Let’s face it, Marilyn Manson would probably be pretty pretentious if his music wasn’t so gosh-darned populist. He’d probably be really transgressive, too, if using transgressive pop music to piss off mom and pop didn’t seem so awfully old fashioned these days. Indeed, while Manson is clearly very articulate and intelligent, his whole aesthetic has always seemed all too carefully styled for maximum media attention. But, then again, if it looks and sounds good, so what? His now infamous ghoulish, androgynous, look is borrowed from bits and bobs of nightmares and New York club kids, coloured in with the make-up kit of Norwegian black metal bands. And he ties that look with a correspondingly abrasive sound, influenced equally by stomping 1970s glam rock and doom-laden industrial music. So even though he’s always managed to express his musical and artistic aims rather well, maybe it just doesn’t really cut it anymore, musically or artistically.
But the medium is the message; so does that mean that Manson has been doubly guilty of selling himself short? Do we not have to ask whether he is still, after 15 years in the public eye, trying to define himself in opposition to an unreflective and conformist status quo to which he himself contributes? If this is the case, and if he knows better (and we all suspect that he does), then why does he continue to make the same old angry, raucous teen scene pop music?
Celebrity is still the issue of the day on Born Villain. The record is accompanied by a short film directed by Shia LaBeouf (yes, him from the Transformers franchise and, er, kids’ TV show Even Stevens), and a coffee table book of LaBeouf’s photographs. And then there’s the album’s bonus track, a cover of Carly Simon’s “You’re So Vain” that features Johnny Depp, another one of Manson’s celebrity pals.
But doesn’t all of this just prove that all those issues that have been so central to the Marilyn Manson agenda – our culture of fear and self-loathing, our false consumer choices, the emptiness of other peoples’ celebrity status – have turned into something to which Manson knowingly contributes without apology? But, golly, it would be naïve of us to have expected more from him. Marilyn Manson is not an artist, otherwise he’d do a little bit more than just draw our attention to all these problems. Nor is Marilyn Manson a revolutionary, that much is obvious. It turns out that he’s just another rock star.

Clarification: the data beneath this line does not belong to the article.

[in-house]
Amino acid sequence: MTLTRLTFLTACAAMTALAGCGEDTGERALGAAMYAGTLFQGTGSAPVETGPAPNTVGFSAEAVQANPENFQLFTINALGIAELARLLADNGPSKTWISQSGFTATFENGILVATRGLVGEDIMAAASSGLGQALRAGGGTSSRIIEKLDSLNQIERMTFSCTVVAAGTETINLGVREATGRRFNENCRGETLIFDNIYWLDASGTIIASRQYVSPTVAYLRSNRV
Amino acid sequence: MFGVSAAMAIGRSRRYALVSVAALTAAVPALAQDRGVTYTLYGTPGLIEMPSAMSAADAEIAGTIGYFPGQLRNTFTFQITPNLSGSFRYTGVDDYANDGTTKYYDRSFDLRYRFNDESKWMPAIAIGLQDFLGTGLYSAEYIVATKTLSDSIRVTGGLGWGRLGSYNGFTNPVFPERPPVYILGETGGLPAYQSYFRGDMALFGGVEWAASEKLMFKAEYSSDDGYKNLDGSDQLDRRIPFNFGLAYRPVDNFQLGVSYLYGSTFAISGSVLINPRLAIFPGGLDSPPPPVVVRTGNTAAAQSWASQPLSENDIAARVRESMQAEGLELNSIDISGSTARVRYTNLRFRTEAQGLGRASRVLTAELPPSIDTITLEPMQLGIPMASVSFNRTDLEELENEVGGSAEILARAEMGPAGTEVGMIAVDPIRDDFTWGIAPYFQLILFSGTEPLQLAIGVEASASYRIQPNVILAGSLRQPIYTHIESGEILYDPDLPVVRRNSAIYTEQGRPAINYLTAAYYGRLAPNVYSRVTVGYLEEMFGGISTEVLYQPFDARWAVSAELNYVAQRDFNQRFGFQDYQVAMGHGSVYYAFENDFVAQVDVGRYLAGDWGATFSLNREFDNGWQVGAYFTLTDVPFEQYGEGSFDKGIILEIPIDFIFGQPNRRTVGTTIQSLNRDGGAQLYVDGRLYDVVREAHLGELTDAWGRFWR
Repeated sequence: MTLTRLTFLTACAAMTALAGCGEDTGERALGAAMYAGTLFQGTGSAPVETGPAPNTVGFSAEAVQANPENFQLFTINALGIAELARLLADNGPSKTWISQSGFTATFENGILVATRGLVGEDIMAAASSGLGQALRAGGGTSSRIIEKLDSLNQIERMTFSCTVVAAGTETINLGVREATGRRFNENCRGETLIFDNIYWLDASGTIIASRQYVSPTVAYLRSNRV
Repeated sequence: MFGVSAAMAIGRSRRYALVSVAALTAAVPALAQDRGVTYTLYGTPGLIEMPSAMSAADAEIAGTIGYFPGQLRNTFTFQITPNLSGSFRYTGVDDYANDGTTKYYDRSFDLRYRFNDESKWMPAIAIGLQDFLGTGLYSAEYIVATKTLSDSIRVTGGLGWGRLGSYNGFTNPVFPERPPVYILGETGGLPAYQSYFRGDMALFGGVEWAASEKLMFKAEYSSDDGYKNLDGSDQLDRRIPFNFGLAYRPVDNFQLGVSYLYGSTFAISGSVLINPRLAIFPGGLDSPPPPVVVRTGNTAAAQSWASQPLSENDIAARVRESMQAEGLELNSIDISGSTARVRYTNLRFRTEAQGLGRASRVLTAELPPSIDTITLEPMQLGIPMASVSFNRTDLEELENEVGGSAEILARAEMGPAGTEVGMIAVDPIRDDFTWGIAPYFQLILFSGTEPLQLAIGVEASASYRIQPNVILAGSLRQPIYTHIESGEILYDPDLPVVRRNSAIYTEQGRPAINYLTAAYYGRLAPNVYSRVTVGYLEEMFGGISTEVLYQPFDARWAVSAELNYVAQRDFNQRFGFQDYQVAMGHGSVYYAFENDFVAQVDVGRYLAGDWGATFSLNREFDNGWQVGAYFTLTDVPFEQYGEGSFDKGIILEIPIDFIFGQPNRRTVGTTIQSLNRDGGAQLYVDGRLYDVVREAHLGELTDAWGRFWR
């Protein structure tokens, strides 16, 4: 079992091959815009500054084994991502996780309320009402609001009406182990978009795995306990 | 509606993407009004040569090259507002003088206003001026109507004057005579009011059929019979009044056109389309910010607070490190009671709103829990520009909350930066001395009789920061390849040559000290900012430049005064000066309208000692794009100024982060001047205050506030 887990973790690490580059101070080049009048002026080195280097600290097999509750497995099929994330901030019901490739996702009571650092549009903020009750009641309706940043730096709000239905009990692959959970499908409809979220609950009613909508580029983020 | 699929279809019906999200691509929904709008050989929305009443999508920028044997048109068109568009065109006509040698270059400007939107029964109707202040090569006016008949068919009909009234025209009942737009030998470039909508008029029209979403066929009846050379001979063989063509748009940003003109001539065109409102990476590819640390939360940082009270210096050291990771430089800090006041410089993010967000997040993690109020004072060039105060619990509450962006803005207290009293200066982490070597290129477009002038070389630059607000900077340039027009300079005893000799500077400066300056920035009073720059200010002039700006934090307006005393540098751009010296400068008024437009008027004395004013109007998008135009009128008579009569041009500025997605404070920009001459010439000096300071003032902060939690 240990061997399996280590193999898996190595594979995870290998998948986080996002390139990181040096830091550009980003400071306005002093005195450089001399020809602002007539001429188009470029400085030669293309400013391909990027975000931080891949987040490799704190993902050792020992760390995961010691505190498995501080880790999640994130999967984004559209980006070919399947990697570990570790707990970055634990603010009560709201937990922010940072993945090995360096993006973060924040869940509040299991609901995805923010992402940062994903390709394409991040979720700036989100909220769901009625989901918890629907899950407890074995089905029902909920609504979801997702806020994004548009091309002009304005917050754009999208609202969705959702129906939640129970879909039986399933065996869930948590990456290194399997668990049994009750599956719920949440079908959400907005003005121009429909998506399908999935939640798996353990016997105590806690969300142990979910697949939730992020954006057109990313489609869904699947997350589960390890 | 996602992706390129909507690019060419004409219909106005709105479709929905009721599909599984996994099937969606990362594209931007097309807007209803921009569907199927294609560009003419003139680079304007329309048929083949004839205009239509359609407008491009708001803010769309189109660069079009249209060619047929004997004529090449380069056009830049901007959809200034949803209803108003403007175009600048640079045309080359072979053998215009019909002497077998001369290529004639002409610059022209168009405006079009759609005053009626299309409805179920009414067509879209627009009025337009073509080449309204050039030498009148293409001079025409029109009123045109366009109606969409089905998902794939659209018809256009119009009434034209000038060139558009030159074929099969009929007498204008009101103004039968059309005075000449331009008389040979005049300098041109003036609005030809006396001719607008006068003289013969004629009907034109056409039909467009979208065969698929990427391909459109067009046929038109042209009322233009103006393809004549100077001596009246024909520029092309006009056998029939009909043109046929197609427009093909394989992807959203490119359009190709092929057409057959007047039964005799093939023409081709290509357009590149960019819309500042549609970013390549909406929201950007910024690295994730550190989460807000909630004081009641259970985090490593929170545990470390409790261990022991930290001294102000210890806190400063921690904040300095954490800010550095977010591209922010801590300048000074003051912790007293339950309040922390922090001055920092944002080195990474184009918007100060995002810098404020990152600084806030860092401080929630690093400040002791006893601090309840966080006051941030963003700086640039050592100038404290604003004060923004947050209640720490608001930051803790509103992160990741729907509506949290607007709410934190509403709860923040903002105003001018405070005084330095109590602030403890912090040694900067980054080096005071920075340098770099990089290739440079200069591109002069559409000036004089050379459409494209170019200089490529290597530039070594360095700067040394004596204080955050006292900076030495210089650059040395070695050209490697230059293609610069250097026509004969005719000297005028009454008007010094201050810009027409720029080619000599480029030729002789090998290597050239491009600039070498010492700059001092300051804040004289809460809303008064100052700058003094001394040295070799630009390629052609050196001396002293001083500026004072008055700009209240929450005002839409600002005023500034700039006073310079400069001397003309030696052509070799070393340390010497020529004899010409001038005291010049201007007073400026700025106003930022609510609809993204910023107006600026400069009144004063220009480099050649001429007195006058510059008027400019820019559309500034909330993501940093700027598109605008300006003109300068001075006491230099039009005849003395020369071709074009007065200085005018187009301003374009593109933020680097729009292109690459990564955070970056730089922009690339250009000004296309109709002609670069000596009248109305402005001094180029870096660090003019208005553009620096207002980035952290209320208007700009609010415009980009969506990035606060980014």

According to Manson, Born Villain is supposed to be a death metal album. It’s nothing of the sort. Every single track is mid-tempo. Every single track is mid-length. Every single track is middle-of-the-road – the sound of a middle-aged shock rocker long past his creative, controversial, and commercial peak trying to drag his the ball-and-chain of his career along as he trudges over the hill. Sadly, it’s all rather predictable. He just doesn’t seem scary or dangerous anymore. The song titles have all the poetic subtlety of an angry teenager’s secret diary: “The Flowers of Evil”, “Children of Cain”, “Murderers Are Getting Prettier Every Day”; or, in the case of “Overneath the Path of Misery”, they sound like that same teenager has started getting into prog-rock.
And the songs themselves just seem so uninspired. Opener “Hey, Cruel World” sets the template. The guitars grind, the drums give off a series of processed pops, Manson’s vocals are digitally distorted and drawled. This formula is then copied and pasted into everything that follows, from the cod sadomasochism of “Pistol Whipped” right through to closer “Breaking the Same Old Ground”, which would be amusingly self-aware if we could find a single trace of irony.
It all drags on and on to the point that it becomes difficult to tell when one song ends and another begins. It’s a shame, because then it becomes quite difficult to say anything about Born Villain, let alone to point out its peaks and troughs. The only thing that’s really noticeable about it is how overproduced it all is, and how awfully expensive it all sounds. Born Villain is very obviously Marilyn Manson’s mid-life crisis album: a garish and empty symbol of his rock star status. It’s not brutal and it’s definitely not villainous.
// Sound Affects
"More sock-hop than hip-hop, soulster Timothy Bloom does a stunning '50s revamp on contemporary R&B.READ the article